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The Cultural Capital of Asian American StudiesAutonomy and Representation in the University$
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Mark Chiang

Print publication date: 2009

Print ISBN-13: 9780814717004

Published to NYU Press Scholarship Online: March 2016

DOI: 10.18574/nyu/9780814717004.001.0001

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Disciplinarity and the Political Identity of Asian American Studies

Disciplinarity and the Political Identity of Asian American Studies

(p.93) 3 Disciplinarity and the Political Identity of Asian American Studies
The Cultural Capital of Asian American Studies

Mark Chiang

NYU Press

This chapter discusses the debates over the impact of postmodern and poststructuralist theory in Asian American studies in a special issue of the journal Amerasia, entitled Thinking Theory in Asian American Studies. Even though this debate concerned theoretical paradigms and methods, essays in the issue—whether pro or con—justified positions based on political criteria rather than on intellectual or academic criteria. Thus, the debate over theory was overdetermined by two somewhat different sets of dynamics: political struggles in the Asian American field and academic struggles in the university. This convergence constituted Asian American studies. As such, it allowed the field to contain multiple, overlapping political and intellectual antagonisms.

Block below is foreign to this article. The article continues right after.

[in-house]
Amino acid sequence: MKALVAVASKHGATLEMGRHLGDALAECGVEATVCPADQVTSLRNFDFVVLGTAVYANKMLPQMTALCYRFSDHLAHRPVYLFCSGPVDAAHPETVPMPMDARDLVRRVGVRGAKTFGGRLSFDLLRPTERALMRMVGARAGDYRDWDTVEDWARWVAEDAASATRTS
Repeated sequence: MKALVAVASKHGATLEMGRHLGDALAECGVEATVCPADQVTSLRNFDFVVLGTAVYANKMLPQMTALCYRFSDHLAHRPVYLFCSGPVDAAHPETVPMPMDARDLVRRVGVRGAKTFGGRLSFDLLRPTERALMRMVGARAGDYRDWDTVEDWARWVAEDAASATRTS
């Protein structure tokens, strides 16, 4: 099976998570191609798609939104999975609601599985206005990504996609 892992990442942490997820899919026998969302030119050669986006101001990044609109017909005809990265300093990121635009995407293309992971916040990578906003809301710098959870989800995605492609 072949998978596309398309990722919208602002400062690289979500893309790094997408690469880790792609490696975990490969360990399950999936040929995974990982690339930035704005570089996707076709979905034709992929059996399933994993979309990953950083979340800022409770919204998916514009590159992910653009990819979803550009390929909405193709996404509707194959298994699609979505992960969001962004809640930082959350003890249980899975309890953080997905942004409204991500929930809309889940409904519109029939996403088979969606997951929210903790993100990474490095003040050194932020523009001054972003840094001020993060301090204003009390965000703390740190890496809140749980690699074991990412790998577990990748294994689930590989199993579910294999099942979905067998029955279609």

Keywords:   poststructuralist theory, postmodern, Asian American studies, Amerasia, political criteria, academic criteria

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